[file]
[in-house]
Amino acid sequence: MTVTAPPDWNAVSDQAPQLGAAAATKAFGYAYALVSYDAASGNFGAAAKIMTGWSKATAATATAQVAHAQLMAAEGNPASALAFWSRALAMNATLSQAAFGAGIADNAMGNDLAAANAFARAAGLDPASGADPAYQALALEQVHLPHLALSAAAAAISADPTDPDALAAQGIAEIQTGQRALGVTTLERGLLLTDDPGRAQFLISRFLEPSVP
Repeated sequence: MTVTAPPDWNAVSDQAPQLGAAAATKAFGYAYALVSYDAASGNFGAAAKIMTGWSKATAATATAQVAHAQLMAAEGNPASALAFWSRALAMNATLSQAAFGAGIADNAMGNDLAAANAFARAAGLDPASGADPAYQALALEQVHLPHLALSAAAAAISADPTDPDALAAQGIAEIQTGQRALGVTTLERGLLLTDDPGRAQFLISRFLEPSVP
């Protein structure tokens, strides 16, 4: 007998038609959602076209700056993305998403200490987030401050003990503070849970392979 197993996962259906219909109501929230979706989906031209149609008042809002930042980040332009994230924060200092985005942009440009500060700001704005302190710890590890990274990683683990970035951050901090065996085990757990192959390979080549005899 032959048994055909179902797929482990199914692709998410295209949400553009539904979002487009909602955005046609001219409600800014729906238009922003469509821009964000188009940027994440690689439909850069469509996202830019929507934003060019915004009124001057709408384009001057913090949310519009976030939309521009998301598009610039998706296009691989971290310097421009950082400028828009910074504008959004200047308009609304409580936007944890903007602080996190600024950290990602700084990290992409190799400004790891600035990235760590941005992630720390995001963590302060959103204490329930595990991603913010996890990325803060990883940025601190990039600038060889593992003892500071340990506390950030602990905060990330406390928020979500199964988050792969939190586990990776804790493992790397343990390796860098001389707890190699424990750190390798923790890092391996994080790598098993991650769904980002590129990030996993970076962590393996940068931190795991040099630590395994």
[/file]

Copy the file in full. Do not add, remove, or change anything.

[in-house]
Amino acid sequence: MTVTAPPDWNAVSDQAPQLGAAAATKAFGYAYALVSYDAASGNFGAAAKIMTGWSKATAATATAQVAHAQLMAAEGNPASALAFWSRALAMNATLSQAAFGAGIADNAMGNDLAAANAFARAAGLDPASGADPAYQALALEQVHLPHLALSAAAAAISADPTDPDALAAQGIAEIQTGQRALGVTTLERGLLLTDDPGRAQFLISRFLEPSVP
Repeated sequence: MTVTAPPDWNAVSDQAPQLGAAAATKAFGYAYALVSYDAASGNFGAAAKIMTGWSKATAATATAQVAHAQLMAAEGNPASALAFWSRALAMNATLSQAAFGAGIADNAMGNDLAAANAFARAAGLDPASGADPAYQALALEQVHLPHLALSAAAAAISADPTDPDALAAQGIAEIQTGQRALGVTTLERGLLLTDDPGRAQFLISRFLEPSVP
């Protein structure tokens, strides 16, 4: 007998038609959602076209700056993305998403200490987030401050003990503070849970392979 197993996962259906219909109501929230979706989906031209149609008042809002930042980040332009994230924060200092985005942009440009500060700001704005302190710890590890990274990683683990970035951050901090065996085990757990192959390979080549005899 032959048994055909179902797929482990199914692709998410295209949400553009539904979002487009909602955005046609001219409600800014729906238009922003469509821009964000188009940027994440690689439909850069469509996202830019929507934003060019915004009124001057709408384009001057913090949310519009976030939309521009998301598009610039998706296009691989971290310097421009950082400028828009910074504008959004200047308009609304409580936007944890903007602080996190600024950290990602700084990290992409190799400004790891600035990235760590941005992630720390995001963590302060959103204490329930595990991603913010996890990325803060990883940025601190990039600038060889593992003892500071340990506390950030602990905060990330406390928020979500199964988050792969939190586990990776804790493992790397343990390796860098001389707890190699424990750190390798923790890092391996994080790598098993991650769904980002590129990030996993970076962590393996940068931190795991040099630590395994």